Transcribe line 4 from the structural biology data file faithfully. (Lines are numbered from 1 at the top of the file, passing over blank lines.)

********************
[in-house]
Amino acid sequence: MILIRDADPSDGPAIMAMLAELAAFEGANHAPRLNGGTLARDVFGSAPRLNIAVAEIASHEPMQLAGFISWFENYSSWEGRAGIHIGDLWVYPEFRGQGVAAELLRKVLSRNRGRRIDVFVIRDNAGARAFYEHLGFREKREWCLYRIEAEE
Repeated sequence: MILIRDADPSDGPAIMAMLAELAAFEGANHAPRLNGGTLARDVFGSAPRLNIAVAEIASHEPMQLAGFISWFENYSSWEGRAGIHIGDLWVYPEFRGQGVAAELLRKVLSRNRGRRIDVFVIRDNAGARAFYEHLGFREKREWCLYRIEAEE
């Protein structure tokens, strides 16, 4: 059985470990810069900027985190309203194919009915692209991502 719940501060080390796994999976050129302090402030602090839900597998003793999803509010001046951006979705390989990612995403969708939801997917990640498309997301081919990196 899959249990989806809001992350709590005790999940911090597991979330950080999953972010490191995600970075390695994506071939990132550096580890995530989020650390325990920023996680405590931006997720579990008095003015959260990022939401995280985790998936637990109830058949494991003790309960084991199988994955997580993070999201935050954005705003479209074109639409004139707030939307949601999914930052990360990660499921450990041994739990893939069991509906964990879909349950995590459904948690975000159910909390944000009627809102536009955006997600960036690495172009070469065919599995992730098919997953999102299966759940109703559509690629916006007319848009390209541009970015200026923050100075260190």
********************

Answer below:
């Protein structure tokens, strides 16, 4: 059985470990810069900027985190309203194919009915692209991502 719940501060080390796994999976050129302090402030602090839900597998003793999803509010001046951006979705390989990612995403969708939801997917990640498309997301081919990196 899959249990989806809001992350709590005790999940911090597991979330950080999953972010490191995600970075390695994506071939990132550096580890995530989020650390325990920023996680405590931006997720579990008095003015959260990022939401995280985790998936637990109830058949494991003790309960084991199988994955997580993070999201935050954005705003479209074109639409004139707030939307949601999914930052990360990660499921450990041994739990893939069991509906964990879909349950995590459904948690975000159910909390944000009627809102536009955006997600960036690495172009070469065919599995992730098919997953999102299966759940109703559509690629916006007319848009390209541009970015200026923050100075260190």